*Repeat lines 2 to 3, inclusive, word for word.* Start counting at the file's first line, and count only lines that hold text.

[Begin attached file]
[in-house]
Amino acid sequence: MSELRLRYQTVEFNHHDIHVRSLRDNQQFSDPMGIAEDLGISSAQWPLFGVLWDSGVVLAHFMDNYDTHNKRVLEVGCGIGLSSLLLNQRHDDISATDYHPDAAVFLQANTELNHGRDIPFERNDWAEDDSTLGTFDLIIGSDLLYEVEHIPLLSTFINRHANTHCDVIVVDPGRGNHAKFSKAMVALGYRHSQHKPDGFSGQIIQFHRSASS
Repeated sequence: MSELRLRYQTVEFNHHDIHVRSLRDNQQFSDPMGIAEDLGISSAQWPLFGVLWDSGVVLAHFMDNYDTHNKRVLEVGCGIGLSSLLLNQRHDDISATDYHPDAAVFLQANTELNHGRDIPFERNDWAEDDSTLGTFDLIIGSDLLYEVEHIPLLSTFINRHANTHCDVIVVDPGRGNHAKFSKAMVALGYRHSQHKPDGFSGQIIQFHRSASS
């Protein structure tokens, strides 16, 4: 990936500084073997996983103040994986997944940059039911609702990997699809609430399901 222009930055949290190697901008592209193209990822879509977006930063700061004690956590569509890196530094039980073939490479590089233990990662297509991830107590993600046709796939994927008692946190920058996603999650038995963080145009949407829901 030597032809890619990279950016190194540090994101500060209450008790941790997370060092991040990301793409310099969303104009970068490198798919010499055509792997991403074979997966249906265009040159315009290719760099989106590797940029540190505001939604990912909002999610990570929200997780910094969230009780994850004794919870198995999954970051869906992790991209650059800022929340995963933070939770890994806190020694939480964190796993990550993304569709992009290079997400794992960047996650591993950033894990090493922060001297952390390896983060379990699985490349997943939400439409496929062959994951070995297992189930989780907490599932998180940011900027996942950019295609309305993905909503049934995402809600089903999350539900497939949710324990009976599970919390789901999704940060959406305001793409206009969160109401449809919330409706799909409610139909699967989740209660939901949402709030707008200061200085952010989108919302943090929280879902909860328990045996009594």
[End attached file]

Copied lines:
Amino acid sequence: MSELRLRYQTVEFNHHDIHVRSLRDNQQFSDPMGIAEDLGISSAQWPLFGVLWDSGVVLAHFMDNYDTHNKRVLEVGCGIGLSSLLLNQRHDDISATDYHPDAAVFLQANTELNHGRDIPFERNDWAEDDSTLGTFDLIIGSDLLYEVEHIPLLSTFINRHANTHCDVIVVDPGRGNHAKFSKAMVALGYRHSQHKPDGFSGQIIQFHRSASS
Repeated sequence: MSELRLRYQTVEFNHHDIHVRSLRDNQQFSDPMGIAEDLGISSAQWPLFGVLWDSGVVLAHFMDNYDTHNKRVLEVGCGIGLSSLLLNQRHDDISATDYHPDAAVFLQANTELNHGRDIPFERNDWAEDDSTLGTFDLIIGSDLLYEVEHIPLLSTFINRHANTHCDVIVVDPGRGNHAKFSKAMVALGYRHSQHKPDGFSGQIIQFHRSASS